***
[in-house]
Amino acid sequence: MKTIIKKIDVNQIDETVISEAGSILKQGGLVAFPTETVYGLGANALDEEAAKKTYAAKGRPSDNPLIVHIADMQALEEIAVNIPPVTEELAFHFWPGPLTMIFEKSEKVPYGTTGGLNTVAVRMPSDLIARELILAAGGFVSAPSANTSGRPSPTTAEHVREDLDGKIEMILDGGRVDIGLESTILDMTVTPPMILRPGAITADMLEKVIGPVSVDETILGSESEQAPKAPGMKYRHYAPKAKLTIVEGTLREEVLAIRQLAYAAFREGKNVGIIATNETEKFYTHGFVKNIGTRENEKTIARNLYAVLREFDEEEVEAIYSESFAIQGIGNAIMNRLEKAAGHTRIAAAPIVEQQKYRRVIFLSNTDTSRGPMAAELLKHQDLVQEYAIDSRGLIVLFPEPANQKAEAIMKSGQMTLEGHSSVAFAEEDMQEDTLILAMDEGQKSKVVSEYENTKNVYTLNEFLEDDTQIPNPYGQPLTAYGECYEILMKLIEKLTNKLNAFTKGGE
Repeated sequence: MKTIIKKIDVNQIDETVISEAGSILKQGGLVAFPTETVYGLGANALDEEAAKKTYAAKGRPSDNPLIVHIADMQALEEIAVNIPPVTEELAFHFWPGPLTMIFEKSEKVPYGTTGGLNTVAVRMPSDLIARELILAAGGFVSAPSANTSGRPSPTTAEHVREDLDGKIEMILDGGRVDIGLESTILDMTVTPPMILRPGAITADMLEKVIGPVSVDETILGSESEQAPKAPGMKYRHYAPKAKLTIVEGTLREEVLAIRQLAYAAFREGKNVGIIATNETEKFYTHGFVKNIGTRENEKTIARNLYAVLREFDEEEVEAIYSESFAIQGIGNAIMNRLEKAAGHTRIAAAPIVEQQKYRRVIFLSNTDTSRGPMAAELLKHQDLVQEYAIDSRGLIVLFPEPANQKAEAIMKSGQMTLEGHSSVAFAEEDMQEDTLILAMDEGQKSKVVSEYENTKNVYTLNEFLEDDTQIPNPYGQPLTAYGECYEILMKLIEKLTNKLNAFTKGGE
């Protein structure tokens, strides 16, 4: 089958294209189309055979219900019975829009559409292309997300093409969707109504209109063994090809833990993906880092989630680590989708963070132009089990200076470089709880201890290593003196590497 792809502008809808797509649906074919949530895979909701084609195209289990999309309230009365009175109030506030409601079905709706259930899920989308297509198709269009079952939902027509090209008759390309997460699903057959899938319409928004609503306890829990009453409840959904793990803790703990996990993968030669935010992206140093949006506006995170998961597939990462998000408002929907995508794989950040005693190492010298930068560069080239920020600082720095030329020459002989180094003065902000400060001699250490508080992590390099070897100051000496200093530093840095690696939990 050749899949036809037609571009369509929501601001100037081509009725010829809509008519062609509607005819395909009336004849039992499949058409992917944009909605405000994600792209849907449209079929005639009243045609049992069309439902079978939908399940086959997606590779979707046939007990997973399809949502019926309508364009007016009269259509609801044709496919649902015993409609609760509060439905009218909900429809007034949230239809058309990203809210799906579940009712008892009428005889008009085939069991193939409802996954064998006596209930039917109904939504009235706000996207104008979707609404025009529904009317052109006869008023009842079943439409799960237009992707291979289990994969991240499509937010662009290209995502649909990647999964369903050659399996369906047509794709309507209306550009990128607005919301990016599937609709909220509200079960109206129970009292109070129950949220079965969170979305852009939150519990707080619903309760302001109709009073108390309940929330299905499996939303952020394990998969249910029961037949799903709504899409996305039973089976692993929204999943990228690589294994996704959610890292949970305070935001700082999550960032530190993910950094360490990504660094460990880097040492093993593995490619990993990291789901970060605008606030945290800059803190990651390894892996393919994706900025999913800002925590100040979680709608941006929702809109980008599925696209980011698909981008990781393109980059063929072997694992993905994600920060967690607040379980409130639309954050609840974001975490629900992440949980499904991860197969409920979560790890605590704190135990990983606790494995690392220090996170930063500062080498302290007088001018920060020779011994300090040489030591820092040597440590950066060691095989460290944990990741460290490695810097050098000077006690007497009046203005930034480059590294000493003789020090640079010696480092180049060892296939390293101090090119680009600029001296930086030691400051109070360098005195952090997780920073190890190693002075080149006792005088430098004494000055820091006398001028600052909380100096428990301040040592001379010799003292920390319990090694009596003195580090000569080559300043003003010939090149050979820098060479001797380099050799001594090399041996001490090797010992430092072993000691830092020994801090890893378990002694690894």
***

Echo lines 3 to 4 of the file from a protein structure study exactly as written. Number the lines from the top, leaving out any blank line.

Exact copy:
Repeated sequence: MKTIIKKIDVNQIDETVISEAGSILKQGGLVAFPTETVYGLGANALDEEAAKKTYAAKGRPSDNPLIVHIADMQALEEIAVNIPPVTEELAFHFWPGPLTMIFEKSEKVPYGTTGGLNTVAVRMPSDLIARELILAAGGFVSAPSANTSGRPSPTTAEHVREDLDGKIEMILDGGRVDIGLESTILDMTVTPPMILRPGAITADMLEKVIGPVSVDETILGSESEQAPKAPGMKYRHYAPKAKLTIVEGTLREEVLAIRQLAYAAFREGKNVGIIATNETEKFYTHGFVKNIGTRENEKTIARNLYAVLREFDEEEVEAIYSESFAIQGIGNAIMNRLEKAAGHTRIAAAPIVEQQKYRRVIFLSNTDTSRGPMAAELLKHQDLVQEYAIDSRGLIVLFPEPANQKAEAIMKSGQMTLEGHSSVAFAEEDMQEDTLILAMDEGQKSKVVSEYENTKNVYTLNEFLEDDTQIPNPYGQPLTAYGECYEILMKLIEKLTNKLNAFTKGGE
């Protein structure tokens, strides 16, 4: 089958294209189309055979219900019975829009559409292309997300093409969707109504209109063994090809833990993906880092989630680590989708963070132009089990200076470089709880201890290593003196590497 792809502008809808797509649906074919949530895979909701084609195209289990999309309230009365009175109030506030409601079905709706259930899920989308297509198709269009079952939902027509090209008759390309997460699903057959899938319409928004609503306890829990009453409840959904793990803790703990996990993968030669935010992206140093949006506006995170998961597939990462998000408002929907995508794989950040005693190492010298930068560069080239920020600082720095030329020459002989180094003065902000400060001699250490508080992590390099070897100051000496200093530093840095690696939990 050749899949036809037609571009369509929501601001100037081509009725010829809509008519062609509607005819395909009336004849039992499949058409992917944009909605405000994600792209849907449209079929005639009243045609049992069309439902079978939908399940086959997606590779979707046939007990997973399809949502019926309508364009007016009269259509609801044709496919649902015993409609609760509060439905009218909900429809007034949230239809058309990203809210799906579940009712008892009428005889008009085939069991193939409802996954064998006596209930039917109904939504009235706000996207104008979707609404025009529904009317052109006869008023009842079943439409799960237009992707291979289990994969991240499509937010662009290209995502649909990647999964369903050659399996369906047509794709309507209306550009990128607005919301990016599937609709909220509200079960109206129970009292109070129950949220079965969170979305852009939150519990707080619903309760302001109709009073108390309940929330299905499996939303952020394990998969249910029961037949799903709504899409996305039973089976692993929204999943990228690589294994996704959610890292949970305070935001700082999550960032530190993910950094360490990504660094460990880097040492093993593995490619990993990291789901970060605008606030945290800059803190990651390894892996393919994706900025999913800002925590100040979680709608941006929702809109980008599925696209980011698909981008990781393109980059063929072997694992993905994600920060967690607040379980409130639309954050609840974001975490629900992440949980499904991860197969409920979560790890605590704190135990990983606790494995690392220090996170930063500062080498302290007088001018920060020779011994300090040489030591820092040597440590950066060691095989460290944990990741460290490695810097050098000077006690007497009046203005930034480059590294000493003789020090640079010696480092180049060892296939390293101090090119680009600029001296930086030691400051109070360098005195952090997780920073190890190693002075080149006792005088430098004494000055820091006398001028600052909380100096428990301040040592001379010799003292920390319990090694009596003195580090000569080559300043003003010939090149050979820098060479001797380099050799001594090399041996001490090797010992430092072993000691830092020994801090890893378990002694690894």